One thing that’s difficult for most artists is looking professional. By nature, we’re a little too up in the clouds to consider too closely all the niceties and expectations of professional business.
But this is crucial.
People do not want to buy from people they don’t trust. They want to feel secure that you won’t steal their payment information, that you’ll pack the art safely when you ship it, and that you will take care of them if something goes awry.
While we want to come across as being competent and easy to deal with when someone buys from us, sometimes we actually put forth the opposite aura with the simplest, smallest details that we could change if we only noticed them.
For instance, when most people first get to an artist’s website, they’re looking for some sort of proof that the artist will actually ship the art if they buy, that the art will actually look like it did in the picture, there won’t be any hassles through the process, and that if something goes wrong, the artist is going to fix it.
Artists have a bad rap for being flighty, so people are expecting the worst but hoping for the best. If they don’t find proof that their hopes will win out, they won’t buy from you.
Sometimes this can be something really obvious, like adding quotes from a previous customers to your site so people who are thinking about buying from you for the first time see that it’s been done successfully by other people.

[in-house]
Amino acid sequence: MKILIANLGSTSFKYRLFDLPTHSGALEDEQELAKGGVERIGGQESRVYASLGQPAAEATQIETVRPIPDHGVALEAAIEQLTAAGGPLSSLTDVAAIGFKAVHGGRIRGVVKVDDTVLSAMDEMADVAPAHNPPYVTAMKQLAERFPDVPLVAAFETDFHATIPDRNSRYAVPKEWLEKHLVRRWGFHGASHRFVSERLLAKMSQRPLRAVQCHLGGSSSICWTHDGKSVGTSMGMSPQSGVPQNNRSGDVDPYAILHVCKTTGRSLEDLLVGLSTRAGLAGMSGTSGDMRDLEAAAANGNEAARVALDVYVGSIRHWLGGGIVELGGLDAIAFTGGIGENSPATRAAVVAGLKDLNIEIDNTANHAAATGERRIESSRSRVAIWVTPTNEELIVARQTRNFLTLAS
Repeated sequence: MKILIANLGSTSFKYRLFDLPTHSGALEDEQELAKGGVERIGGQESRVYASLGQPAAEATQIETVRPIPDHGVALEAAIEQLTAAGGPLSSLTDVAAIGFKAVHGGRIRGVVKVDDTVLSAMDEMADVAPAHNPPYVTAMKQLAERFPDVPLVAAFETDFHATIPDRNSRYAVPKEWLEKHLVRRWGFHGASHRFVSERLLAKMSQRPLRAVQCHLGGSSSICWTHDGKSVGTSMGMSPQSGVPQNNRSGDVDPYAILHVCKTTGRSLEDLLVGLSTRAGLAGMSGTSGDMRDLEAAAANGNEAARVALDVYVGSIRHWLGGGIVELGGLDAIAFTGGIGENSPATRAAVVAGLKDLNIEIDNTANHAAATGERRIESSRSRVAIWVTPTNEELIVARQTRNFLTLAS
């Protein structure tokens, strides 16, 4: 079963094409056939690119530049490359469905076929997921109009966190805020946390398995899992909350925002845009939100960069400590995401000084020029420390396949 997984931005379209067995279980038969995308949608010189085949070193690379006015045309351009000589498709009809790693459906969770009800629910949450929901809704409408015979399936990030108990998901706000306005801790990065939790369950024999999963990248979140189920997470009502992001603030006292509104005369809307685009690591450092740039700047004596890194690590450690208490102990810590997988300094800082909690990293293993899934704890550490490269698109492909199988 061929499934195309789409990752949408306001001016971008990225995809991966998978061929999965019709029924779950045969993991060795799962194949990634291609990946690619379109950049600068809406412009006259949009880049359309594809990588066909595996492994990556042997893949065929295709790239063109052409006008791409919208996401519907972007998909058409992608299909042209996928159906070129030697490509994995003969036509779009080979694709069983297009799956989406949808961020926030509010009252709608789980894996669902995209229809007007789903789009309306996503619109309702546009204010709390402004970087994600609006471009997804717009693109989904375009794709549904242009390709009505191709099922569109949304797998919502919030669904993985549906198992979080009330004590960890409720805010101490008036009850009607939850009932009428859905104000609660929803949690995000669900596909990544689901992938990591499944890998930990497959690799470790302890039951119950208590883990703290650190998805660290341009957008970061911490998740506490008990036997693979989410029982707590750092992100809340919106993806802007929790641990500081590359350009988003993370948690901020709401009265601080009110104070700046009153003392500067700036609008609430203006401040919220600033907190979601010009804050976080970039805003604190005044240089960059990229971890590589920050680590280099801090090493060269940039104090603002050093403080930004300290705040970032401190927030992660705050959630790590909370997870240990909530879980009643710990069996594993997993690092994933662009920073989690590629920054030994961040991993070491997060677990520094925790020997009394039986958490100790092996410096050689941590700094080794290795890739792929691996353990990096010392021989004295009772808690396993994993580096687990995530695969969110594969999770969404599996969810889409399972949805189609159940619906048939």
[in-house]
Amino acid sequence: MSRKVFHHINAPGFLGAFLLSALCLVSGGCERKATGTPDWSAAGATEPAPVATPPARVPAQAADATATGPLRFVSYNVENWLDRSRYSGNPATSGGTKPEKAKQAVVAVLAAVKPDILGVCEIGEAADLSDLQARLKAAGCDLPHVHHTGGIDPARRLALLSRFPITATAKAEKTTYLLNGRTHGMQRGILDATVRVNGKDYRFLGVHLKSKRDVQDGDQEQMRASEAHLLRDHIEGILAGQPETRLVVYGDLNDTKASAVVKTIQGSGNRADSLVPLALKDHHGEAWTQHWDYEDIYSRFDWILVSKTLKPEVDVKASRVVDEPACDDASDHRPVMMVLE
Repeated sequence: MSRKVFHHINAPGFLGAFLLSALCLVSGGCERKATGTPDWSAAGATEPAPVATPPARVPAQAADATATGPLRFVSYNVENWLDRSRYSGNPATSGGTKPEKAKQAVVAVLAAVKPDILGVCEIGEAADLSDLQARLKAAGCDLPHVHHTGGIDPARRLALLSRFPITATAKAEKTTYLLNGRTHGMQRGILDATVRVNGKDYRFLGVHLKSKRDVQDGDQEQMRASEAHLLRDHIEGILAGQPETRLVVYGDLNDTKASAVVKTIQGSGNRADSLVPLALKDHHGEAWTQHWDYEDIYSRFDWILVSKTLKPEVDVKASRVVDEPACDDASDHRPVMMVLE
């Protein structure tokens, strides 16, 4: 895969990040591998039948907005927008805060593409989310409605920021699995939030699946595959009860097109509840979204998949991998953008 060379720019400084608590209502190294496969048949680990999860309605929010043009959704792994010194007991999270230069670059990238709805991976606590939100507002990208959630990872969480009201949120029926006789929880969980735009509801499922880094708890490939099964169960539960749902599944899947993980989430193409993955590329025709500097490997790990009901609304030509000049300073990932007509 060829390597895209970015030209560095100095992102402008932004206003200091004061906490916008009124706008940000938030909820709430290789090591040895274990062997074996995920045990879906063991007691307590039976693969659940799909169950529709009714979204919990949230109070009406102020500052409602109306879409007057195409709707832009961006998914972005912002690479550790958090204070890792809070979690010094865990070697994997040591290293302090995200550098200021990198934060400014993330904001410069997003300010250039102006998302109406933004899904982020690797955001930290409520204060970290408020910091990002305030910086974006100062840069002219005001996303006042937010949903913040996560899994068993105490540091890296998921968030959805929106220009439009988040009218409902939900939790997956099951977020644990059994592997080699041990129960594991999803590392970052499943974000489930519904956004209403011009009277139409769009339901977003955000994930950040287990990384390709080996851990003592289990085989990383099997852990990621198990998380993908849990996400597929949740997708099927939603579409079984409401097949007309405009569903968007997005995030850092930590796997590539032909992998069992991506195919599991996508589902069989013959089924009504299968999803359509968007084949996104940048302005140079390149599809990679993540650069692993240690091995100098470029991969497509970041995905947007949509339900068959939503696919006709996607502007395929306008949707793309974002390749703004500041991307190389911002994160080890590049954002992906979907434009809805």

Or you could add a page to your site showing off all the media attention you’ve gotten (simply having the logos of the publications, even if they’re not widely known, can be enough) or just put it in the footer of your website or on your about page.
And other times it’s something more subtle like having a clean, well-designed website instead of an ugly one or one that looks very dated. Or if you have ads for other businesses on your site, which makes people think you aren’t making enough money on your own (which shouldn’t mean they won’t trust you, but it often does in most cultures).
One big thing to pay attention to is using proper spelling and punctuation. It’s a universal indicator of professionalism in business.
Break those rules and you lose the trust. Grammar isn’t always as important, depending on how you break the rules. If it is colloquially correct and fits your brand, you might be fine.
Now outside of your website, you can still lose the professional persona when you’re talking to a potential customer – in person, online, or on the telephone.
The most obvious way is poor customer service. For instance, if someone asks you how much a piece costs and you stumble over your words. Or if someone writes you an email and you take two weeks to get back to them.
The most important things for good customer service before a sale is made are organization and speed.
If you handle their questions quickly and they can tell you’re in control and have all the information at hand, they will easily place their trust in you.
But the last thing that will help people see you as not just an artist but also a professional business owner they can trust is the hardest.
Think about it. If you went to a new workout class and the instructor kept stopping to correct herself and made comments about the students not wanting to come back, would you go to that class again? Probably not. And if you did, you would still be worried you weren’t getting the best fitness instruction.
A lack of confidence in any professional will read to the potential customer as an incapable business owner. And do you want to buy from an incapable business owner? Absolutely not.
Most of this is subconscious stuff that we’re pretty unaware of in the day-to-day. But if you stop to think about it and put in place as many of these professional touches as you can, you’ll be amazed at how much easier it is to get an interested person to become an actual customer.